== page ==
The Longing to Belong
There are many times in life when we become aware of our need for others. This need can weigh us down and create loneliness, despair, and discouragement.
For many of us, we remember the first time we took the risk of letting someone know how you felt about them. Your palms may have been sweaty, and you might have had butterflies in the pit of your stomach as you waited with anticipation for their response.
Then, what you feared the most happened, they did not feel the same way about you. The pain and embarrassment of such rejection is difficult. It can literally stay with us our entire life.
This is because, from the very beginning, we are all searching for relationships.
As children, the feeling of excitement when making a new friend was as high as the crushing feeling of rejection was low.
This search continues throughout our lives, and it does not change as we age. In fact, our life is a sequence of events affording us the opportunity to interact with others. These interactions help us to develop who we are as a person.
All of this is directly related to our desire to know and be known, and in each instance, points to our “longing to belong”.
This occurs because we have been created by a relational God for relationship.
Even the most ardent, anti-social person among us shares this desire to belong. Conversely, when left unmet, this longing can express itself in hurt and pain which can lead to anger, frustration and lashing out at others.
Our reaction to being unaccepted or excluded is a direct result of our “longing to belong”.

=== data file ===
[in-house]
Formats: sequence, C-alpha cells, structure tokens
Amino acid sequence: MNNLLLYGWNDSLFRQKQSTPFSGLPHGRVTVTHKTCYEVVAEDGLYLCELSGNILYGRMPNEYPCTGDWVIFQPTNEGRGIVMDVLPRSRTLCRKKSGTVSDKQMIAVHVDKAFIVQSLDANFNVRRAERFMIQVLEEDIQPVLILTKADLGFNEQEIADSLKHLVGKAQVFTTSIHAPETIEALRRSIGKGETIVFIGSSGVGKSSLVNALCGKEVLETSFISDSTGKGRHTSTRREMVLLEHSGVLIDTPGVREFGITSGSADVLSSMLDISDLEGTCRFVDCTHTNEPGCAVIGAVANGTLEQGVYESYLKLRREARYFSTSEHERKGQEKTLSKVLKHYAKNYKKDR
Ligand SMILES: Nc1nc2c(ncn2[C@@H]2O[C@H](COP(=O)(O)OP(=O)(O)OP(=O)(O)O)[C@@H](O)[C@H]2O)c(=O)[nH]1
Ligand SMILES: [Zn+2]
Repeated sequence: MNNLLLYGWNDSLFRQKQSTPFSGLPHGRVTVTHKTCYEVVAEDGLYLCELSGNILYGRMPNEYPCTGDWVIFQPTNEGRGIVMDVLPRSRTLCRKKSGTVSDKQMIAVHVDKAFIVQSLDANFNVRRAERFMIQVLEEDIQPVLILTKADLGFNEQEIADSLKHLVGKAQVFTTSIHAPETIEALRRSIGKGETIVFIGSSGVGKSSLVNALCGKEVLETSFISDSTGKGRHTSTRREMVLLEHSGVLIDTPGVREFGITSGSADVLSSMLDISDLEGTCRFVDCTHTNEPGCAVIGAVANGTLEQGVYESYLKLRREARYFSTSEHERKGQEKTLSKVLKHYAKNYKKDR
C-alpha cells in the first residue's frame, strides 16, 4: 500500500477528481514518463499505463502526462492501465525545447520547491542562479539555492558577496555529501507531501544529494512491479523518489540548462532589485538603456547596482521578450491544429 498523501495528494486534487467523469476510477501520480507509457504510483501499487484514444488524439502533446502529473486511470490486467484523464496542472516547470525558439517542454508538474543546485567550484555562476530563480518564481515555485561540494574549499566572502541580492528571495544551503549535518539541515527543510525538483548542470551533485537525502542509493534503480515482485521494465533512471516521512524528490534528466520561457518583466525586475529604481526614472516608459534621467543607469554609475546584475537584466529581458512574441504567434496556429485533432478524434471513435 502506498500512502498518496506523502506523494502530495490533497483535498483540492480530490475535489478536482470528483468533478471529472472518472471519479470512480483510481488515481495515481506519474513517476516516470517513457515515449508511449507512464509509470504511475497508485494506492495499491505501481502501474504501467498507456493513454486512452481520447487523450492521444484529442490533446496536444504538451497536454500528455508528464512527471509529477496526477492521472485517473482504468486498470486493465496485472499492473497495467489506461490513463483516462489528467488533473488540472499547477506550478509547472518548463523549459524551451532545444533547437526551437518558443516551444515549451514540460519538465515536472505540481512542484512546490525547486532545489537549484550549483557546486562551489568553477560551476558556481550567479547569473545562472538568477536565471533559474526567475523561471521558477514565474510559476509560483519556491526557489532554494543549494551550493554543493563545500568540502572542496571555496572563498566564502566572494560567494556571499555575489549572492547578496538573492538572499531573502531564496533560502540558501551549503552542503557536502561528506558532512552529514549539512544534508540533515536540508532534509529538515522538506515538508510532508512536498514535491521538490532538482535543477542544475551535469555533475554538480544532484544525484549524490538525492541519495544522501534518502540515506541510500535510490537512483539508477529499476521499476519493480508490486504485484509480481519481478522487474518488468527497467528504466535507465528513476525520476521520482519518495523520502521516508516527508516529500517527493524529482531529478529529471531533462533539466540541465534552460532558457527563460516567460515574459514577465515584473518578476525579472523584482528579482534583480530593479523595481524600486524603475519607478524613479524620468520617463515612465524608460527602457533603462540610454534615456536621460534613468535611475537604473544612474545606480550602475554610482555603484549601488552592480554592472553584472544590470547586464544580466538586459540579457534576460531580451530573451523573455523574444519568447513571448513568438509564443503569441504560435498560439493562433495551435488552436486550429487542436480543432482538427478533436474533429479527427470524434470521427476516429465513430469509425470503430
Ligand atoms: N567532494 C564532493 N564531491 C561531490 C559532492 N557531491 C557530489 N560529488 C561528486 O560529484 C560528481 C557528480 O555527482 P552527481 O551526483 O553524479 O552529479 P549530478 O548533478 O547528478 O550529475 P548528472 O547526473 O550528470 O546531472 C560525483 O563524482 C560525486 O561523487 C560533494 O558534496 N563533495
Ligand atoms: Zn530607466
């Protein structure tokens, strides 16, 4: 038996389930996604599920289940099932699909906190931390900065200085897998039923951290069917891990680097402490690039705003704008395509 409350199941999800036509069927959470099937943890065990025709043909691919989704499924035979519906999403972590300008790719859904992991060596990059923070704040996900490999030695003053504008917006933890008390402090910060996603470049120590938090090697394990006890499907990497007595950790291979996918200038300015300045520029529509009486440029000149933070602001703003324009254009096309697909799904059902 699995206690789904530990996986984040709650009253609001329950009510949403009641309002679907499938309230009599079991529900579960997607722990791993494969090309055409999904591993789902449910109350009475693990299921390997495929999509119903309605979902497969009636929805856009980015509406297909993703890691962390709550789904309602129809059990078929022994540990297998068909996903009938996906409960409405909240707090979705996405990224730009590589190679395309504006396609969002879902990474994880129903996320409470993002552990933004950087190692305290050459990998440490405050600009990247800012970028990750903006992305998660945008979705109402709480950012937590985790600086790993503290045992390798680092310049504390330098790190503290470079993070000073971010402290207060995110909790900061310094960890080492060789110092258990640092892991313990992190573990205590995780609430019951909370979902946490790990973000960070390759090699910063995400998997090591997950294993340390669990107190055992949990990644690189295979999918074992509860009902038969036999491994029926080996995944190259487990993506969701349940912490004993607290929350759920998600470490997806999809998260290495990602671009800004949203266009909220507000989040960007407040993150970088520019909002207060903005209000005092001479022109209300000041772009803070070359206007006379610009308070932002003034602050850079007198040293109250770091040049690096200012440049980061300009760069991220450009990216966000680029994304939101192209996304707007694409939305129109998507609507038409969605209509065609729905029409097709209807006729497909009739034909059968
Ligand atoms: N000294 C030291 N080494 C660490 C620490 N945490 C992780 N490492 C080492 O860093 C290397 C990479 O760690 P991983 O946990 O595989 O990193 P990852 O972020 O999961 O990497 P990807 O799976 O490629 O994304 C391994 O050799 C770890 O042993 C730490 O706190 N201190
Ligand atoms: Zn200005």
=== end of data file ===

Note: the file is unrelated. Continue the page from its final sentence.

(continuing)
You may think, I do not like a lot of people. Or I prefer to be known by a few and would rather not be known by the rest. Though this may be where you are most comfortable, it does not negate your desire to belong and the longing that comes with that desire.
This reaffirms the fact we are constantly searching for relationships.
This “longing to belong” can not only be seen in our search for relationships with people, but it can also be seen in our search for God. You see, this longing has been built into our hearts and will lead us to search until we find both.
Solomon reminds us in Ecclesiastes, “God has placed eternity in the hearts of men”.
This is why, it is so difficult and hurtful when we feel like we are on the outside looking in.
So, the next time you feel your search for God is leading you nowhere or you have had enough of people and the problems they can bring to your life; remember, to satisfy our need for acceptance we must learn to accept one another.
To find God, we just need to lift our eyes and see He is available to us through Jesus, and He has been with us all along!
Psalms 121:1-2, “I lift up my eyes to the hills. From where does my help come? My help comes from the Lord, who made heaven and earth.”